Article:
The system of call numbers -  the classification scheme or schedule by means of which
books  are  arranged in a logical order -  is  the user's key  to finding library materials.
U.B.C,   along with most large   libraries  in North America,   employs  the  U.S.   Library  of  Congress
classification scheme,   as being the most efficient for substantial,   specialized collections.
The sharing of a single system by many libraries has  greatly  facilitated users'   access  and
institutional cooperation over the years,  but Canadian libraries have  long realized the
inappropriateness of LC   (as   it is  frequently abbreviated)   schedules  for certain specifically
Canadian subject areas.
In 1941,  W.  Kaye  Lamb,   then U.B.C.   University Librarian,   devised an alternative  to  the
existing LC schedule  for Canadian history.     The new scheme - involving the F 5000 numbers -
went through  four revisions,  each one  of which,   unfortunately,  was  adopted by different
groups of libraries.     Legend has  it that,   as  Dr.  Lamb  traveled from Vancouver to Ottawa in
1948 to take  up office  as National Archivist,  he tossed out the  train window his  various
drafts  for the schedule,   and where each different draft fell,   it was  applied.     Whatever the
story,  by  1970,   four versions  of the F 5000  schedule  were   in  use  in  Canada.     None  of  them
was  officially sanctioned by  the National  Library,   though  one was   in  force  there.
In  1972,   the   Canadian Task  Group on  Cataloguing Standards   recommended that  "the  National
Library  appoint two experts   ...   to  revise   completely  its   F 5000  schedule".     After  some
discussion,   it was   decided that  a revision was  not enough;   an entirely  new schedule was
needed.     T.R.   McCloy,  retired chief librarian of the Glenbow-Alberta Institute Historical
Library was   assigned the  job.     He  devised  a scheme  around the  call  letters  FC,   and  copies
were  distributed in 1974.     The National  Library has  blessed  the new scheme  and will maintain
At U.B.C,   the  Cataloguing Divisions  began assigning FC numbers   last November.     Thus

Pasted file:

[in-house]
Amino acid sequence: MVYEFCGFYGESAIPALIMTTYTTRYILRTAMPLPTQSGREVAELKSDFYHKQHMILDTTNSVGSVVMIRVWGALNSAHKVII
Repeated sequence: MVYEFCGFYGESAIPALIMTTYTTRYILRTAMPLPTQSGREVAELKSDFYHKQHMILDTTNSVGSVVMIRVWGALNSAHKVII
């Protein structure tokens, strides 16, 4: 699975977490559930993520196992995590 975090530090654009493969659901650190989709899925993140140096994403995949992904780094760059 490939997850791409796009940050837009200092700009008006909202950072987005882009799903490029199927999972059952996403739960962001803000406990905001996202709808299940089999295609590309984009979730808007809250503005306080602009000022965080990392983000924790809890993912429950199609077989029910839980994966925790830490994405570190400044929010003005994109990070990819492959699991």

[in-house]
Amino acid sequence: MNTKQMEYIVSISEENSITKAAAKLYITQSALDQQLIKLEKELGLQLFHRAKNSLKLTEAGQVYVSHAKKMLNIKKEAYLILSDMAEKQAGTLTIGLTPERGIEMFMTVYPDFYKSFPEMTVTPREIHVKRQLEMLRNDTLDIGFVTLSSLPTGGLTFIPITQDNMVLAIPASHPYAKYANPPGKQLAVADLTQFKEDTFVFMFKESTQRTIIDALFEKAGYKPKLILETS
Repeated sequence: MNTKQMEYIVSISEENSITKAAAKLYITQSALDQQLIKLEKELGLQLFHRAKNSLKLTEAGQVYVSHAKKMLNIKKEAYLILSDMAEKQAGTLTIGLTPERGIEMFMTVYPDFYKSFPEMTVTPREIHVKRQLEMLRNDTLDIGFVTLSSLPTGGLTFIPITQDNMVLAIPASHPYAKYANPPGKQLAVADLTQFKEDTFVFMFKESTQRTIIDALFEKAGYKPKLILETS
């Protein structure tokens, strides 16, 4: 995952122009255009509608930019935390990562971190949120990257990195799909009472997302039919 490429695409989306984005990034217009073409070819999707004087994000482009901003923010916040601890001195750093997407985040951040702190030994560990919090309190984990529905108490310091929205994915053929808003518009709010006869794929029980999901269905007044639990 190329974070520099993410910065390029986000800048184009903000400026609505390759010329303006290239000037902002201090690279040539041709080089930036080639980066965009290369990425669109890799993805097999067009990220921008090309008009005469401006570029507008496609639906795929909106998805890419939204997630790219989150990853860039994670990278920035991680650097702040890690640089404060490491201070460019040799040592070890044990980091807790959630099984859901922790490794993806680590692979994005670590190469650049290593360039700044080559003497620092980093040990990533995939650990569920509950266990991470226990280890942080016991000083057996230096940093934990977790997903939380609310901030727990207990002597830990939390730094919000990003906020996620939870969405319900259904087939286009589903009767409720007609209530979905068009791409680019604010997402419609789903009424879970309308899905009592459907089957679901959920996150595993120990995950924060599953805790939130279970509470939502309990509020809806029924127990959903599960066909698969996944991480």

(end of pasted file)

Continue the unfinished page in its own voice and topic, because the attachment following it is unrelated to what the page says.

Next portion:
far,   about 20  titles have been so  classified.     For now,   and probably  for some  time  to  come,
older works,   classified in the  F 5000's,  will remain where  they  are.     This  is  clearly  a
hindrance   to browsers,  but  changeovers  of this  sort always   create  some problems;   presumably
future benefits  outweigh the  disadvantage.     The  TRIUL   (Tri-University Libraries,   i.e.,   U.B.C,
Simon Fraser,   and U.  Vic.)   Subcommittee on  Cataloguing intends  to investigate  the possibility
of  a  cooperative project to reclassify existing collections.
In  February,   librarians   in the Sedgewick  Undergraduate  Library,   with  the help  of students
from the School  of Librarianship,   conducted a  "term paper  clinic".     This  was   an extended
reference  service   for students writing  term papers.     Interviews were  done,   in which  student
and  librarian,   together,   clarified the  topics   to be  explored.     Appointments were  set  for
further meetinqs,   and in between  the  librarian examined available reference  sources  in the
subject and prepared outlines which guided students  to the relevant material.
While  some have  argued that  this  method of  library  instruction  robs   the  student of
initiative,  others point out that,   given the complexity of information sources  today,   a
step-by-step orientation is worthwhile  and indeed necessary if students  are ever to manage
independent research.     Presumably,   once  the  route has been traveled with a competent guide,
students  are more able  to  find their own way.     Certainly,  students  seem to respond more
enthusiastically  to an offer of concrete help with  term papers   than to traditional offers  of
unadorned reference service.
Plans  are  to repeat the  clinic each  term,   so  long as  sufficient staff are available.
Crane Library:     A talking calculator,   for the blind.     Electronic  calculator which uses
computer modules which pronounce numbers  and functions  in a crisp,   clear
voice.     The device has  a 24-word vocabulary,   allowing blind,   or visually  impaired persons  to
hear the numbers  and  functions  they are pressing on the   calculator.     Part of  the  growing
collection of electronic,   optical,   and mechanical devices which  is maintained in this  special
branch library.     The library was  able  to acquire the  device with a grant from the Hamber '
Government Publications:     The  Mackenzie  Valley Pipeline inquiry,   on microfilm.     The  Inquiry,
conducted by Mr.   Thomas Berger,  began hearings in April  1975,  with
the purpose of providing a sounding board for everyone' interested in the proposed gas
pipeline in the North.     A looseleaf index is provided for easy access  to the  20,000 pages  of
transcript.     The film collection will be  updated as  the hearings progress.
Special Collections:     The  records of the Cariboo Quartz Mining Company,  Ltd.,   operators  of
the gold mine  at Wells,  B.C.   from 1933 to 1967.     The records   consist